In a marvelous, winning metaphor, Margaret Shaw, the protagonist of Julie Mars’s “Rust,” wants to learn to weld. Ms. Shaw, a New York artist with more talent than accomplishment, has tired of tending bar, and removed herself to New Mexico. She finds herself at Rico Garcia’s auto shop, and asked if he would teach her. What follows this seemingly random meeting is anything but random, as Ms. Mars takes us through its wake, full of searching, full of hope and fear, and eventually redemption.
Margaret was effectively orphaned as a little girl when her parents traveled to India and wound up in prison. Ever since, she has kept herself wrapped tightly against the world, fearing further loss. She seeks Rico’s instruction, and finds a bit more. Not too much more, but the two become friends amid some fairly strong attraction. Rico’s own history has its rocky patches, not quite on the scale of Margaret’s, but they push him toward the gringa with a fair amount of force.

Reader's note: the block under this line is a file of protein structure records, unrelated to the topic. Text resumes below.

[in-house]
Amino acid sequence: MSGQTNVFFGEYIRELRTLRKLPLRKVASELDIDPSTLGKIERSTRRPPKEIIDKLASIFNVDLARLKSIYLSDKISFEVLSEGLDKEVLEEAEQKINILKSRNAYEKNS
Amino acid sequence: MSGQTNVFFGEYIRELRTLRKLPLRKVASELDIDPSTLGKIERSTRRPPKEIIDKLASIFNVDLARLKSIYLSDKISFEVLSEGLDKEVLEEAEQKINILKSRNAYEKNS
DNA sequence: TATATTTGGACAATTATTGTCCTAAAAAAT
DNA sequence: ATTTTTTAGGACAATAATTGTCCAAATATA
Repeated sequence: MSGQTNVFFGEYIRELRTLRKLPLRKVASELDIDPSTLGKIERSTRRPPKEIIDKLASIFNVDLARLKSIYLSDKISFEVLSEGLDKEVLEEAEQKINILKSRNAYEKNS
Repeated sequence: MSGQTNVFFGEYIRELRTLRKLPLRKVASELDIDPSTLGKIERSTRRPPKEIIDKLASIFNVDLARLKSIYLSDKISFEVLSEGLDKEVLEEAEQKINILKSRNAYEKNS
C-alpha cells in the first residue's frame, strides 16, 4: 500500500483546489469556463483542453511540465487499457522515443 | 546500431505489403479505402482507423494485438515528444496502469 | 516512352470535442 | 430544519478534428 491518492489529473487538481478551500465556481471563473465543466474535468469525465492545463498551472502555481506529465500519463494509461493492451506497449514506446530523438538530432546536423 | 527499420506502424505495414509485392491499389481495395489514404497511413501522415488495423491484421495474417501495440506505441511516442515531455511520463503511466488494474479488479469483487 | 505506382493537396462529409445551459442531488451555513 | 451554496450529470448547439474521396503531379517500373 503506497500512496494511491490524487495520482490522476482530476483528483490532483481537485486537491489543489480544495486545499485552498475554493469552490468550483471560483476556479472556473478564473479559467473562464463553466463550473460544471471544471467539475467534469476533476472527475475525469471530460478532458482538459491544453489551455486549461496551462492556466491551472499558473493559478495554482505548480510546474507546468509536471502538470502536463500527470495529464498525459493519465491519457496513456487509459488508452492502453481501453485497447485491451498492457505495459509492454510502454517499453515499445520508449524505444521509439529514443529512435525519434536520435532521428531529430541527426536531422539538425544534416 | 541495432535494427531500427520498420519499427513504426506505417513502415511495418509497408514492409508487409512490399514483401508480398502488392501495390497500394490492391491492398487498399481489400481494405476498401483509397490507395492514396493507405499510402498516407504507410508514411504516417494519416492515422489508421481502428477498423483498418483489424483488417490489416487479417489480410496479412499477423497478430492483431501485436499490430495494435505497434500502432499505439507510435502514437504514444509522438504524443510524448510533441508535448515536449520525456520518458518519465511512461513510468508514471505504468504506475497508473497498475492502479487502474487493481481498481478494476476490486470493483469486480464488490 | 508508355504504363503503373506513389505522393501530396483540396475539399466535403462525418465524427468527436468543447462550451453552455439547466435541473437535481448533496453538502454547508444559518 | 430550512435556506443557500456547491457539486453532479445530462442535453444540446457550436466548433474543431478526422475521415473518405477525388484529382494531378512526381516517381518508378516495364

It isn’t very often that I’m moved to tears at the end of a book, but this one definitely did it for me. Ms. Mars has crafted a fine and satisfying conclusion – actually I wish it had a little more, but understand its construction and intent, and accept it. Well, “accept” is far too passive a term for my feeling about this book and its conclusion. It’s a compulsive page-turner with sympathetic characters and tense, carefully-balanced plot; I embrace it and the plainspoken truths about how rust accumulates on its characters’ hearts and emotions. A superior piece of storytelling, this novel will pull you along with its tone, its perfect pace, and its emotional truth. As satisfying as its payoff is, you will assuredly enjoy the journey just as much. Look for it in February 2012, and pounce!